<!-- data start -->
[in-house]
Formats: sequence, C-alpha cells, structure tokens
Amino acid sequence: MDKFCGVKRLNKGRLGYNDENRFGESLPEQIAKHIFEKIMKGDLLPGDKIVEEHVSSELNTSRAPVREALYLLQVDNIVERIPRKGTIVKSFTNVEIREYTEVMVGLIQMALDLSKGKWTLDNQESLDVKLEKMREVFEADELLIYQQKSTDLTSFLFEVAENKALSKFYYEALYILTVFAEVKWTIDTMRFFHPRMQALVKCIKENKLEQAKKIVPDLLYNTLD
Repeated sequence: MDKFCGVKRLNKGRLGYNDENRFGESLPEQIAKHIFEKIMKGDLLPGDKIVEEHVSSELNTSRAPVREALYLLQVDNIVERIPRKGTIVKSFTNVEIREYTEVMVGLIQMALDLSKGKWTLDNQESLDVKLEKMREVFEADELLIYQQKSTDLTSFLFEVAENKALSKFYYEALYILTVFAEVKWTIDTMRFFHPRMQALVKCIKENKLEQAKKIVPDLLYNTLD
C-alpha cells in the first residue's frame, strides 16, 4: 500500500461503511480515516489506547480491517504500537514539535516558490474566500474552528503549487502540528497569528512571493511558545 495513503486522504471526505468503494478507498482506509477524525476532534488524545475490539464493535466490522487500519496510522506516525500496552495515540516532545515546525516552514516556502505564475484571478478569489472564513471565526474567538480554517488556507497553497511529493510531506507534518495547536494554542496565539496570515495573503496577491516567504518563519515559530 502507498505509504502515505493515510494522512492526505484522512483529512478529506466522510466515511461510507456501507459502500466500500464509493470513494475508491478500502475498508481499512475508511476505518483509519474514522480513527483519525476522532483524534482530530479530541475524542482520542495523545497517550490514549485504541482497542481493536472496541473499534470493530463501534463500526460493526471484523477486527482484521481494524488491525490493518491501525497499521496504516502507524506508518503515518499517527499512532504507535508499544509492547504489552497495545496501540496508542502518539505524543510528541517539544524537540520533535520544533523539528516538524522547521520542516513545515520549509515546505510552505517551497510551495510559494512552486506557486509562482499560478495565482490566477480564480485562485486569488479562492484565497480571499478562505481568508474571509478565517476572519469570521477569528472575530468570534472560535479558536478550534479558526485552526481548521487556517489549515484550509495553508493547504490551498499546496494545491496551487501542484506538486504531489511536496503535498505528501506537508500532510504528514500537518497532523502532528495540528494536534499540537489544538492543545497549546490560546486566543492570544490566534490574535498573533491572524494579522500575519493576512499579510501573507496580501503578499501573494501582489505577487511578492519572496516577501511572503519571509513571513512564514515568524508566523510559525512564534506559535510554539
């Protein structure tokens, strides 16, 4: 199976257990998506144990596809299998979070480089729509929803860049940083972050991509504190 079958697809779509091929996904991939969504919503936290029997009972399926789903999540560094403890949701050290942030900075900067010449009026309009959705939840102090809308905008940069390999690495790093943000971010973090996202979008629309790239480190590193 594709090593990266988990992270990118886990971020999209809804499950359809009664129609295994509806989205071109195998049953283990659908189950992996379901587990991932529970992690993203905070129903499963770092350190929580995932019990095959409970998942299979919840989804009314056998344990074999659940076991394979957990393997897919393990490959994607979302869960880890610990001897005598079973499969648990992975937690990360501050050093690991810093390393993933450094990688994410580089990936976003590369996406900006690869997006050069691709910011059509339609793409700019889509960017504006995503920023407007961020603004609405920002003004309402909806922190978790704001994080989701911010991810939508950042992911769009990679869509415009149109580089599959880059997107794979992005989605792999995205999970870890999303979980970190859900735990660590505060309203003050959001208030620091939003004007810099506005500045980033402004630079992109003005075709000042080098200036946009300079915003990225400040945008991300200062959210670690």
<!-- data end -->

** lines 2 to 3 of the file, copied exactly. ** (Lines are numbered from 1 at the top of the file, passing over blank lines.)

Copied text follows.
Formats: sequence, C-alpha cells, structure tokens
Amino acid sequence: MDKFCGVKRLNKGRLGYNDENRFGESLPEQIAKHIFEKIMKGDLLPGDKIVEEHVSSELNTSRAPVREALYLLQVDNIVERIPRKGTIVKSFTNVEIREYTEVMVGLIQMALDLSKGKWTLDNQESLDVKLEKMREVFEADELLIYQQKSTDLTSFLFEVAENKALSKFYYEALYILTVFAEVKWTIDTMRFFHPRMQALVKCIKENKLEQAKKIVPDLLYNTLD